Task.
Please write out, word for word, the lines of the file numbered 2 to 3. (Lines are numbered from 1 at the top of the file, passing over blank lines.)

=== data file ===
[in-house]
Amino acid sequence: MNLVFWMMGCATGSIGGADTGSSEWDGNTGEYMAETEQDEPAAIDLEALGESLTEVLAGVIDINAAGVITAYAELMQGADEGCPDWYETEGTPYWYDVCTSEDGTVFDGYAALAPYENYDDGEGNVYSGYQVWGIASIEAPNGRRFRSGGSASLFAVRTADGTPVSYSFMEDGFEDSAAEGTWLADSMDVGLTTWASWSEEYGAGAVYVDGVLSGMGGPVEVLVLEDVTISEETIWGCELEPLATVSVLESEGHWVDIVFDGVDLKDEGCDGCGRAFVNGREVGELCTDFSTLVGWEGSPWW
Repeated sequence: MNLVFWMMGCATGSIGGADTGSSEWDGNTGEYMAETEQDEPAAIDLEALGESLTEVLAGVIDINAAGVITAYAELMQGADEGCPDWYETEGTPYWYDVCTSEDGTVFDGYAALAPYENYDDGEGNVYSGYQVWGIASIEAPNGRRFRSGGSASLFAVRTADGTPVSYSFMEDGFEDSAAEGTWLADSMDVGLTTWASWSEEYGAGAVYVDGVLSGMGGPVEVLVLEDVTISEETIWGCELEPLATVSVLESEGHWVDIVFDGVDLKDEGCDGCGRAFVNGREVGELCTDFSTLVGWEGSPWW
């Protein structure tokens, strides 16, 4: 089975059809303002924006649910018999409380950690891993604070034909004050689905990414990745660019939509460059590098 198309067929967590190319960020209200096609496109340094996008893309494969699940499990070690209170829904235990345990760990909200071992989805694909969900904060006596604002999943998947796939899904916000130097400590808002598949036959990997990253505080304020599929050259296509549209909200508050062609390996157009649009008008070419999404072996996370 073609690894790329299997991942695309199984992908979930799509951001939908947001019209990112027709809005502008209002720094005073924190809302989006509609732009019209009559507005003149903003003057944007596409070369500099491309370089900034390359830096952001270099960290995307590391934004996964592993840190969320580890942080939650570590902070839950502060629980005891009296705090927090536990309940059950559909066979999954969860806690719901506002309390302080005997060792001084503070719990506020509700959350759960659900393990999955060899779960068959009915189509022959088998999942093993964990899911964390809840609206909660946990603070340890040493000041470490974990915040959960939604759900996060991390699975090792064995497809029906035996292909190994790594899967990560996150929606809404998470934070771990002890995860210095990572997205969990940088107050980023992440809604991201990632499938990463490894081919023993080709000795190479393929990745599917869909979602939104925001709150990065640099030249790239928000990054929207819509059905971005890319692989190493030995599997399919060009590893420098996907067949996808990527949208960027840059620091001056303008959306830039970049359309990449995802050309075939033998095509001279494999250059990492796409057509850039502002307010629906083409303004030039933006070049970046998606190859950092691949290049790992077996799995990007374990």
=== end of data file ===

Amino acid sequence: MNLVFWMMGCATGSIGGADTGSSEWDGNTGEYMAETEQDEPAAIDLEALGESLTEVLAGVIDINAAGVITAYAELMQGADEGCPDWYETEGTPYWYDVCTSEDGTVFDGYAALAPYENYDDGEGNVYSGYQVWGIASIEAPNGRRFRSGGSASLFAVRTADGTPVSYSFMEDGFEDSAAEGTWLADSMDVGLTTWASWSEEYGAGAVYVDGVLSGMGGPVEVLVLEDVTISEETIWGCELEPLATVSVLESEGHWVDIVFDGVDLKDEGCDGCGRAFVNGREVGELCTDFSTLVGWEGSPWW
Repeated sequence: MNLVFWMMGCATGSIGGADTGSSEWDGNTGEYMAETEQDEPAAIDLEALGESLTEVLAGVIDINAAGVITAYAELMQGADEGCPDWYETEGTPYWYDVCTSEDGTVFDGYAALAPYENYDDGEGNVYSGYQVWGIASIEAPNGRRFRSGGSASLFAVRTADGTPVSYSFMEDGFEDSAAEGTWLADSMDVGLTTWASWSEEYGAGAVYVDGVLSGMGGPVEVLVLEDVTISEETIWGCELEPLATVSVLESEGHWVDIVFDGVDLKDEGCDGCGRAFVNGREVGELCTDFSTLVGWEGSPWW